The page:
Monitoring and recording comms in the middle of nowhere!

Voices are all around us. Voices are our way to communicate and our personal way to express our thoughts and feelings. Voice is what we are using daily and in daily lives. Let's make good use of it and try to not only hear a voice but capture it using modern technology. Welcome to my short document of "watching" and listening to radio frequencies out in the range and ways to collect not only what is seen (by taking photos and videos) but as well as what is heard and touches us in an imperceptible way... well, on a first glimpse imperceptible way.

Many years ago, I was impressed with spotters being able to hear how a tower at an airport can talk to a pilot in a plane miles away. I was thinking, "how it is possible to hear each other's conversation from such a great distance using a small antenna and a scanner the size of a human hand?" Well, it led me to start thinking and find out how those spotters taking photos of arriving and departing aircraft are monitoring comms with their scanners. Funny, how they knew the European F-16 is approaching an airport and wants to do a touch-and-go while I was just puzzled seeing the arriving fighter just slightly touching the runway of the airport I was watching. They could prepare to take a pic or two as they were the ones that heard the pilot's intentions on the radio.

To monitor the action with a scanner you need to know some basic things. If you want to become the one who is spotting actively with the scanner in your hand, just sit comfortably and read what I was able to learn and gather by planning my trip(s) to Dreamland.

1. The choice of the scanner

The scanner is your primary thing to get when you want to 'listen to the radio'. There are many different models and your choice is dictated by your own needs. The fact is that if you want to get the best one you need to pay a lot but... do you really need the best possible scanner for amateur spotting? Probably not. I personally chose the Uniden Bearcat BC125AT, which is one of the simplest scanners available on the market. The scanner has 10 banks with 50 programmable channels each, which is quite enough for spotting out in the desert. It doesn't actually include an important tool - recording, but there are ways to get around this, which I will discuss below ;)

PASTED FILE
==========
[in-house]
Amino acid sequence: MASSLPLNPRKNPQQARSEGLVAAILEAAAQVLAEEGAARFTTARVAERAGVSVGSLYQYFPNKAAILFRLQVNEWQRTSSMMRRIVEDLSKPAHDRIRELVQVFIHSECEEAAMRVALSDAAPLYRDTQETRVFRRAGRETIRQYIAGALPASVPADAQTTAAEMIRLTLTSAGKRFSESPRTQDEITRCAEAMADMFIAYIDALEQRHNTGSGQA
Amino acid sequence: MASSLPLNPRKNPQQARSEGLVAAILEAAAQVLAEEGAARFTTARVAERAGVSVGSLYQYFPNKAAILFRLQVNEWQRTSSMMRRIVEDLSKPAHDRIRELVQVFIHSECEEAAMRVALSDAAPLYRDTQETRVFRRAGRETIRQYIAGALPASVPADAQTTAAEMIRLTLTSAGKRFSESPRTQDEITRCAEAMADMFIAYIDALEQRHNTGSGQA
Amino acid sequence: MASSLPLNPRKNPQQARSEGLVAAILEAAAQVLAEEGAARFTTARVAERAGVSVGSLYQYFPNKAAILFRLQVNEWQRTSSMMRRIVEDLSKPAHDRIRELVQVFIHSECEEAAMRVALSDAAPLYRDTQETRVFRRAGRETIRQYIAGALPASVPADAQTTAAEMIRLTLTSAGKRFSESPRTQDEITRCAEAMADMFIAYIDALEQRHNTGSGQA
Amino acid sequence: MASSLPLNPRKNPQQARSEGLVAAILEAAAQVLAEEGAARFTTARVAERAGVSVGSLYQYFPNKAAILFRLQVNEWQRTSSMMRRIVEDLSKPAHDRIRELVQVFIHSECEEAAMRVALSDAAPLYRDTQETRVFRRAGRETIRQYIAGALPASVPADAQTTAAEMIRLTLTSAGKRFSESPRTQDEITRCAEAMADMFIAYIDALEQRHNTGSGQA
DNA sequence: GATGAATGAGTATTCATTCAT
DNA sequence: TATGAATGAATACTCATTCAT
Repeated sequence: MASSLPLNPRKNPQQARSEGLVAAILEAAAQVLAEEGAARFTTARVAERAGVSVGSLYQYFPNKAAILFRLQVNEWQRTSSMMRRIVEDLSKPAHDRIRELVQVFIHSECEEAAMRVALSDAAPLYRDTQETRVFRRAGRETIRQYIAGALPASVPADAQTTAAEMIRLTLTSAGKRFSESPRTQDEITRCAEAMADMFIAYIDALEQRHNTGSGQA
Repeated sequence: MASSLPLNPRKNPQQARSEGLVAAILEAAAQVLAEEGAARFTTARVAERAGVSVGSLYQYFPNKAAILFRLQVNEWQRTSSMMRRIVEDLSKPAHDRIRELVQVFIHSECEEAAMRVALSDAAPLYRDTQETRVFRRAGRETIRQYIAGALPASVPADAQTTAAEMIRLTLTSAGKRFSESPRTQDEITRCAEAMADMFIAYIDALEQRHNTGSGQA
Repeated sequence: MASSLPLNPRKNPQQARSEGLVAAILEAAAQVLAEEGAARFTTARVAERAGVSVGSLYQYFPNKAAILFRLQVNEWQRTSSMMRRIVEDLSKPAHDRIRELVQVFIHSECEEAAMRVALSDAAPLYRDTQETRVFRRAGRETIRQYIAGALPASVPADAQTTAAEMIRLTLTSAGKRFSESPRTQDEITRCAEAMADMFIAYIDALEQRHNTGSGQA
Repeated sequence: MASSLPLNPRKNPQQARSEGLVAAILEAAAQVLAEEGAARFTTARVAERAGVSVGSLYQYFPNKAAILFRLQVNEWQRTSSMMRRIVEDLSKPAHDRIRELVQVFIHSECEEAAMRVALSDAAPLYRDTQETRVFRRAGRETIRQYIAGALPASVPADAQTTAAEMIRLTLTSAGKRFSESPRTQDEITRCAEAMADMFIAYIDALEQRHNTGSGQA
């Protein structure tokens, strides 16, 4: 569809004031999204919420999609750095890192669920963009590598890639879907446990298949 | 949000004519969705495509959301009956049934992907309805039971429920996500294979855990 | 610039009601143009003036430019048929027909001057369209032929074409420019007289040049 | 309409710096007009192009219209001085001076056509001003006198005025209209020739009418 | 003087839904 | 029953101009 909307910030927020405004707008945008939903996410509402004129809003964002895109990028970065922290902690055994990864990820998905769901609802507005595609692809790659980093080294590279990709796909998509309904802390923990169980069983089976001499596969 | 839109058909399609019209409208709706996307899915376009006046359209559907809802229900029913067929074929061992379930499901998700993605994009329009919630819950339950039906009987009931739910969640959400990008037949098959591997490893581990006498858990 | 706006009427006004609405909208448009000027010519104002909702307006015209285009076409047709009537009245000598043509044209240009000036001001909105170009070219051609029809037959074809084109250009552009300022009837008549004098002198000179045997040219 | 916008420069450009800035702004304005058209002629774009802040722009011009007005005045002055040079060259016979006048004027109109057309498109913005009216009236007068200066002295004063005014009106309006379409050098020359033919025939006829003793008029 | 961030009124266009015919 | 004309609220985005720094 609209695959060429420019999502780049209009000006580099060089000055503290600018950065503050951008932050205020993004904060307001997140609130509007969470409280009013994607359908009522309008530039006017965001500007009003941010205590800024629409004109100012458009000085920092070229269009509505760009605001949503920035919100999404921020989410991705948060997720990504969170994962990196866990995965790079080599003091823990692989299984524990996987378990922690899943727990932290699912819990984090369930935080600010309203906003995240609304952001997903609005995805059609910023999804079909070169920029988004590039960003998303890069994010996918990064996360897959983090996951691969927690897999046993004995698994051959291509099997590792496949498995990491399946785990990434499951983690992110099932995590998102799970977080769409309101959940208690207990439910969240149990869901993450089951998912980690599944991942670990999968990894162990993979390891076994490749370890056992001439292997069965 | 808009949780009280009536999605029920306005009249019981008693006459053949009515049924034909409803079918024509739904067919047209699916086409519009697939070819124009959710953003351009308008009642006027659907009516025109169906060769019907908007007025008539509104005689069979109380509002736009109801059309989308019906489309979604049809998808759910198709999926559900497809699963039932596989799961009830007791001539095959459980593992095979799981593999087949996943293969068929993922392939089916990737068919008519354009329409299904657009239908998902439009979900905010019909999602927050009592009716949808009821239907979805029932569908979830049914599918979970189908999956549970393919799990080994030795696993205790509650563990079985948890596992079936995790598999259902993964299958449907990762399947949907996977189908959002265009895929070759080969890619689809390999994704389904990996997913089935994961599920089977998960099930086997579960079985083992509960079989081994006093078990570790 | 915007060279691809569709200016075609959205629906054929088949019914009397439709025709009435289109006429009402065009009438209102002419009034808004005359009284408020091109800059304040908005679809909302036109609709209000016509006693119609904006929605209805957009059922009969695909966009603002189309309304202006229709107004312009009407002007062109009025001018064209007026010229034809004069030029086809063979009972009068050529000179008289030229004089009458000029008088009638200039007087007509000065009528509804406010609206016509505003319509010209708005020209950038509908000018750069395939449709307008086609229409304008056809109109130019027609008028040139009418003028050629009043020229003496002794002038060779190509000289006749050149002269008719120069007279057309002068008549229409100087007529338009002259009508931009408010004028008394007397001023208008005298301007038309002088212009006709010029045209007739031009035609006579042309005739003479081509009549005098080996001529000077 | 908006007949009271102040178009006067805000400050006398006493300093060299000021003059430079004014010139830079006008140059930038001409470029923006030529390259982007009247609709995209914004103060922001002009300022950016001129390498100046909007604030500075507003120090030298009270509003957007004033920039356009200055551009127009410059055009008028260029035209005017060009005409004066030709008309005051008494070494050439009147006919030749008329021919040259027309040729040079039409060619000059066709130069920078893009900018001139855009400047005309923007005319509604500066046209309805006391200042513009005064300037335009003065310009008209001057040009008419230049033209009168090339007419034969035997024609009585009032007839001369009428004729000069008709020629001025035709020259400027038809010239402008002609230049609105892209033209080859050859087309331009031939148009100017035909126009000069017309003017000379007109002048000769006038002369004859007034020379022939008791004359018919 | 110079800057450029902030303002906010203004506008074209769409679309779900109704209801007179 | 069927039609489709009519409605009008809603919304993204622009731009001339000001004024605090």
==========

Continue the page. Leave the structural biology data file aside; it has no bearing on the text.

2. Choose a scanner that works with your desired frequency range(s)

Each scanner has a range of frequencies it can receive. European scanners have different ranges than the ones built for the US or Canada but if you are a European based interceptor then you can easily choose a US scanner as that one will cover most of European frequency ranges. And you will be able to use it in both worlds.

US dedicated scanners may have, for example, the following ranges:
- 25-54 MHz
- 108-174 MHz
- 225-380 MHz
- 400-512 MHz

While the same scanner's European version will have these frequency ranges:
- 25-88 MHz
- 108-174 MHz
- 225-512 MHz
- 806-960 MHz

As you can see, both versions present different capabilities and European ones works on higher frequencies. But both versions cover the VHF (118-137 MHz) and UHF (225-380 MHz) air band that is used in aviation.

Next thing to keep in mind is different channel spacing ("step") in the US (25 kHz) and in Europe (8.33kHz). Most scanners support both so this is not a strong factor when you need to decide which scanner to buy, but it is worth looking at.

Sometimes you need to adjust the squelch for your current position, if there are strong interfering signals around. Squelch is simply a function to suppress the audio output of a receiver in the absence of a strong input signal. My scanner has a range of 0-15. You need to set the right value to listen to comms but not to static between transmissions. In most cases level 11 worked best for me but you need to experiment to find the best setting depending on your situation.

3. Divide your frequencies in groups

As I mentioned before, my scanner has 10 banks with 50 channels each, 500 channels total. It is definitely enough for amateur spotting in the Nevada desert. You can scan saved frequencies, or you can search new ones by band scanning. It is always better to divide frequencies in banks so you can select what you want to listen to by turning banks off.